A team is defined as “A distinguishable set of two or more people who interact, dynamically, interdependently, and adaptively toward a common and valued goal” (Chen). It is extremely frustrating when you are a part of a “team”, yet you find yourself being one of the few people who have passion for what they are doing while you are giving 110% into every single practice, game, and competition. To us, this is one of the most frustrating dilemmas that we face in our day-to-day lives. Being on the Clemson University cheerleading team, we find ourselves more often frustrated at practices, than enjoying practices. This is what led us to proceed with researching self-motivation, more specifically, team-motivation. Originally, we had thought
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People had bad attitudes throughout practice, didn’t take what they were doing seriously, and our coach kept continuously cancelling practices that were much-needed. We were continually fed up and frustrated after every practice. It was then when we started to research team motivation in order to focus on how to get the team motivated, and keep our frustration at bay. We started out by rating our practices and as our research went on and we learned more about self-motivation along with team motivation, we noticed our ratings improved.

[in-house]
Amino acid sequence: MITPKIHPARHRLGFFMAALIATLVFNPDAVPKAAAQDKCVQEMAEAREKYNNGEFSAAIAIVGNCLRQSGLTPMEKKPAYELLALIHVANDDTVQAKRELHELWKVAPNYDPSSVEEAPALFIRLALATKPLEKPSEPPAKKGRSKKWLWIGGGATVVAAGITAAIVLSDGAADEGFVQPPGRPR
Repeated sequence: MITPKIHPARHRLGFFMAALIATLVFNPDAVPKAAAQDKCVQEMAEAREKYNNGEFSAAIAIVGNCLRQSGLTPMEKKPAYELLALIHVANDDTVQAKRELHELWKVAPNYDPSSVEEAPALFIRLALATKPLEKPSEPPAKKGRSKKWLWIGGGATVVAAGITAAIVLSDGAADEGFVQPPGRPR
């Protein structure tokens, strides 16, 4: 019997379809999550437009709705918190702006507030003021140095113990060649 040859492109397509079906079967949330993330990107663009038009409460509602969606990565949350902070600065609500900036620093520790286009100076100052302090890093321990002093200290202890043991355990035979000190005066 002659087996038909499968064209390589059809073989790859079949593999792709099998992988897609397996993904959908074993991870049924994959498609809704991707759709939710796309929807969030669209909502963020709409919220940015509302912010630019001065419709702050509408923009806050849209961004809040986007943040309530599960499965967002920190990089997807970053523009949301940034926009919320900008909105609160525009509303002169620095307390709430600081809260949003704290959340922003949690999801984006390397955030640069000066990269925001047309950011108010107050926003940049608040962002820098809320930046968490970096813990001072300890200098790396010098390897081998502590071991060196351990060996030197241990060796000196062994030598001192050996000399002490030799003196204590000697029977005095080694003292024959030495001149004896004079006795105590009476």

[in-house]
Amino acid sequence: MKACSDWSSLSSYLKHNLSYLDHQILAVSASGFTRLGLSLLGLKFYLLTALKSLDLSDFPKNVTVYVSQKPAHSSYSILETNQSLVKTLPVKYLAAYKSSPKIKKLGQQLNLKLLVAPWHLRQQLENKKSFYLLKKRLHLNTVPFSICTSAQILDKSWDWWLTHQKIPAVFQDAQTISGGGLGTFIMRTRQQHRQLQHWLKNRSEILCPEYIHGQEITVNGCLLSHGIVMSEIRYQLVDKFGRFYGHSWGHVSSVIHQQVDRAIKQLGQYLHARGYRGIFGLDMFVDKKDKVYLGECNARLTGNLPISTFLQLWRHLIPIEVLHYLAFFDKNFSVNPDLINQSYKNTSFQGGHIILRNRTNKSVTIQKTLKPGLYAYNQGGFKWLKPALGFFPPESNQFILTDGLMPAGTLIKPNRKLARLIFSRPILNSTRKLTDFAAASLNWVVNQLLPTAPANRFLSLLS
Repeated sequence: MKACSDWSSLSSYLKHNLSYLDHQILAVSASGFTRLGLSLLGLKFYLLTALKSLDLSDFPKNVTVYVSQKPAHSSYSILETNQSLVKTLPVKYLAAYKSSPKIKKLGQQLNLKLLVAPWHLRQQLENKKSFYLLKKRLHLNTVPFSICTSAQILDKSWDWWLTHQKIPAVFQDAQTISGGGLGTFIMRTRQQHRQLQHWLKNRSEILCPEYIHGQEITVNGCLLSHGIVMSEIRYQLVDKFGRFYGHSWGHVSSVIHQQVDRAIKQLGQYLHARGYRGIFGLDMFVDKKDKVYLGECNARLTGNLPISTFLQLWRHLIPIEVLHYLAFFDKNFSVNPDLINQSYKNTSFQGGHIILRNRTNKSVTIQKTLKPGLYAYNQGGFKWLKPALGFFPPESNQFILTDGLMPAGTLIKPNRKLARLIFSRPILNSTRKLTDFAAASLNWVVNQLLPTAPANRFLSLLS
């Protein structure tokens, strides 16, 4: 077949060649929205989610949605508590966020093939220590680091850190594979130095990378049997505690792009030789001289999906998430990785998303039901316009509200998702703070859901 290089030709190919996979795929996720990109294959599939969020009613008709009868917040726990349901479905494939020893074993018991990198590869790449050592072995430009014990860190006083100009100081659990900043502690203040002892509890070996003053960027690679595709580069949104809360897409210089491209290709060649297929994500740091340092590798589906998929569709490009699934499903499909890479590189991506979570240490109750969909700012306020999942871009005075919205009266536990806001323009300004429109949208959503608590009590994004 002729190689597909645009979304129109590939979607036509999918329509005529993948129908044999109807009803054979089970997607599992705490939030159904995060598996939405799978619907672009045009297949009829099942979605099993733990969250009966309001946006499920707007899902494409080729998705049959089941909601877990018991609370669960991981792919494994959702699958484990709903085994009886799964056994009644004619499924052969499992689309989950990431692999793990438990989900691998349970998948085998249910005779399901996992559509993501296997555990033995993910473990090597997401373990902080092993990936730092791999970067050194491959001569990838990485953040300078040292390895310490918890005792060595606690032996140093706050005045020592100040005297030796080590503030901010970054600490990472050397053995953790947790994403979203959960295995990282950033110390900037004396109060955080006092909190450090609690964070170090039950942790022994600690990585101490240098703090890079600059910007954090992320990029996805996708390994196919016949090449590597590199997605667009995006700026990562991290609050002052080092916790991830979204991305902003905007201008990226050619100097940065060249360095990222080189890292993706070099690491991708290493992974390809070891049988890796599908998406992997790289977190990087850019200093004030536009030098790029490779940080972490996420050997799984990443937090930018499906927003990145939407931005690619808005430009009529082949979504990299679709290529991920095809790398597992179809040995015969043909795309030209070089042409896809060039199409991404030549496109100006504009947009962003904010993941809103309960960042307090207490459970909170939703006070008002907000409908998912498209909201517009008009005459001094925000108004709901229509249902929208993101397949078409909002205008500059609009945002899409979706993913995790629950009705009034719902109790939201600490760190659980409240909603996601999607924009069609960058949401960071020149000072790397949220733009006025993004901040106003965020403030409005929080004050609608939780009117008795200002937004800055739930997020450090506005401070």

One of the beginning steps we took in this research project was determining a theory to go along with our research project. Before our research began we originally had planned to set small goals for the whole team in order to keep motivation high. However, when we came across the theory we thought most appropriate, we quickly realized that while we could still set goals for our teammates, we could not force these goals upon them. If we wanted them to respond to us, then we needed their input as well.
Our topic of research is very broad. More specifically, one theory does not necessarily apply to our given situation. The theory that parallels our research most successfully is the goal-setting theory. The goal-setting theory states that different goals motivate us differently. While researching the goal-setting theory we found that